The Shin Bet security service opposes targeted killings of Palestinian politicians, Shin Bet chief Yuval Diskin told the security cabinet Wednesday.
The cabinet, which was discussing Israel's response to the ongoing Qassam rocket fire from the Gaza Strip, adopted Diskin's recommendation and decided against targeting politicians. However, it approved another controversial proposal: targeting Hamas institutions in the Gaza Strip.
During a discussion of the use of targeted killings to combat Qassam launches, defense officials explained there were three types of targets, and different instructions for dealing with each.
The first category is people directly involved in terrorism, including Qassam launches. The army's policy is to kill such people any time accurate intelligence produces a reasonable operational opportunity.
The second covers senior officials in the terrorist organizations' military wings, who can be killed only with the approval of Attorney General Menachem Mazuz.
The third category is Palestinian political leaders, and Diskin told the cabinet that he opposes targeting such people at all. "Has it helped us in the past?" he demanded.
After some debate, the cabinet agreed that political leaders should have immunity, even if they used to be involved in terror but have since transferred over to their organization's civilian wing. This means that Israel will not attempt to assassinate figures such as Palestinian Prime Minister Ismail Haniyeh, even though his Hamas organization has repeatedly claimed responsibility for Qassam launches.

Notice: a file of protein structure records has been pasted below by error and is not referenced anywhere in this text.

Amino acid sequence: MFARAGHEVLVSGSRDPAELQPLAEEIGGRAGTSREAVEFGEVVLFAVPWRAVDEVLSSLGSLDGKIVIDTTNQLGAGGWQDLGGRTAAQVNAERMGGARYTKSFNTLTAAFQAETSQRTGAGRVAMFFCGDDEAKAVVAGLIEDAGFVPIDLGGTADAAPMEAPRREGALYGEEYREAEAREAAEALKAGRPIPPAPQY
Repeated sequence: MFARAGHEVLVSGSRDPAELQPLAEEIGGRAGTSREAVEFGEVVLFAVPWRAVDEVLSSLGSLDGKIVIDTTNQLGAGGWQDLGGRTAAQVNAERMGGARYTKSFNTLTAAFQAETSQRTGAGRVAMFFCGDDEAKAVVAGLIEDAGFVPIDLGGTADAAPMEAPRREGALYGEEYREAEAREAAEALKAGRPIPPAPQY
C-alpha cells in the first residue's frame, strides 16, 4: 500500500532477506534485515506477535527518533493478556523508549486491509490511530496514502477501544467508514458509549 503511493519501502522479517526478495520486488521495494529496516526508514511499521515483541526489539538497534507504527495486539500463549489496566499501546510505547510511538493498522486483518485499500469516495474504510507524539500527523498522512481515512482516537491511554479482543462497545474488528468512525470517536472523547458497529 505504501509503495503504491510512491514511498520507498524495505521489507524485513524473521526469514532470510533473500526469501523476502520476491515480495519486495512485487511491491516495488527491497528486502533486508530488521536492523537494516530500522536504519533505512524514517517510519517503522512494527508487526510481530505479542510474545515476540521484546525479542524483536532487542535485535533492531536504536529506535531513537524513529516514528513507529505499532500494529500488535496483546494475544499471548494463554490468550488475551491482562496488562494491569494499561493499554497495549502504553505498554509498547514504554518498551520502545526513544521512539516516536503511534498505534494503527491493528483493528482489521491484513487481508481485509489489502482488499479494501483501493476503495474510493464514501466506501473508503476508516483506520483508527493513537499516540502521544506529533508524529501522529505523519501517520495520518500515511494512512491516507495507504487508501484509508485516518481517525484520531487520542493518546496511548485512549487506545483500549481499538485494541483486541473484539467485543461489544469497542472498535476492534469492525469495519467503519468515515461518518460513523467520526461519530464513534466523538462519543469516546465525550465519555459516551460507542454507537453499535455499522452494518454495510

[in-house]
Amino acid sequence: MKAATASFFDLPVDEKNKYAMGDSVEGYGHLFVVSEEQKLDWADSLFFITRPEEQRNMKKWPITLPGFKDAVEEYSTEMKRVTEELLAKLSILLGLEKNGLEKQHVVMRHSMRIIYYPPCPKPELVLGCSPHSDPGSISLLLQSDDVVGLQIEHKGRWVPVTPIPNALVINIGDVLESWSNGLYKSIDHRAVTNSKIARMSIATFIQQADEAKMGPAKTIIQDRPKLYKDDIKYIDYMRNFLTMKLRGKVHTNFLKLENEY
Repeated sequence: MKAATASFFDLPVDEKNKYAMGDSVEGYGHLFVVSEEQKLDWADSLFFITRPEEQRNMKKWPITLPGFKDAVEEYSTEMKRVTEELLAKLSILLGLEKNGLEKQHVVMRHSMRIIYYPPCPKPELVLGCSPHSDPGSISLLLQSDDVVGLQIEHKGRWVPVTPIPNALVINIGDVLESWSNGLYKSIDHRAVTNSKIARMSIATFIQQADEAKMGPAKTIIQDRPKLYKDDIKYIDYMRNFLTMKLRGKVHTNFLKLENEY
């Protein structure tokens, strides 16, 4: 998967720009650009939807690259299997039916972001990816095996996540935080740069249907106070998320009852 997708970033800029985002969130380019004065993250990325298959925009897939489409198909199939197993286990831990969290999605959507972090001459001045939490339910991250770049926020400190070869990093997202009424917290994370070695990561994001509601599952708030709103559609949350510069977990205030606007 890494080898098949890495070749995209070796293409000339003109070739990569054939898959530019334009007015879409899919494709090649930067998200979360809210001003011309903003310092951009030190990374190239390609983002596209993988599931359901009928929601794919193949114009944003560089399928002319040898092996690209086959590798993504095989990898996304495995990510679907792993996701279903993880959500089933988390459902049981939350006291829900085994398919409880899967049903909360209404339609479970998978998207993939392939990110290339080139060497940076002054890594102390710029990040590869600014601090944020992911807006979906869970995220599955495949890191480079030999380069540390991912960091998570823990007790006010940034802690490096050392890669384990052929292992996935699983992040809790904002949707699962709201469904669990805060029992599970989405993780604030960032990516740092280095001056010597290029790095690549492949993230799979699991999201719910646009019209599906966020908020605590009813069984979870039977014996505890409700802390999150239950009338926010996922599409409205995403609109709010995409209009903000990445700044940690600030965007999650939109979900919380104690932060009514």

Instead, the cabinet's decision read, targeted killings will be used only against "those involved in practice in committing [acts of] terror."
However, the cabinet decided, Israel will step up its response to the Qassam fire in other ways, including targeting Hamas institutions in the Gaza Strip.
This decision aroused some controversy, with Public Security Minister Avi Dichter, a former Shin Bet chief, opposing it. Another government official, who also argued this decision would only hurt Israel, explained: "Let's assume that we destroy the Islamic University. We'd immediately be slapped with an academic boycott in Europe."
But a majority of the ministers were closer to the position of Yitzhak Cohen (Shas), who argued that Israel should set a "price list" for Palestinian terror: "If Sapir College in Sderot is hit, we should hit their university."
In the end, the cabinet voted to authorize Prime Minister Ehud Olmert and Defense Minister Amir Peretz to decide which Hamas institutions should be targeted.
Finally, the cabinet asked the Israel Defense Forces to present it with a large-scale operational plan for halting the military buildup in the Gaza Strip and significantly reducing the Qassam fire.
"This is a final warning to the Palestinians," said a government source. "If the Qassam fire continues, this will mean war."
But another source said that while the intensity of IDF operations would be stepped up, the basic model for such operations would not change.
And some ministers said they left the meeting with the feeling that nothing at all had really been decided, and that the meeting was purely for the record - "to show that we're doing something" about the Qassams, as one put it.
Haniyeh said in response to the cabinet decision that "the Israeli escalation is madness planned by the highest levels of the state." Ismail Radwan, Hamas' spokesman in Gaza, added that Hamas would not sit with folded hands should Israel attack either its politicians or its institutions.
"Israel knows very well what Hamas' response will be," Radwan said. "If you try to hit the organization's leaders, you'll be responsible for the deterioration in the region."
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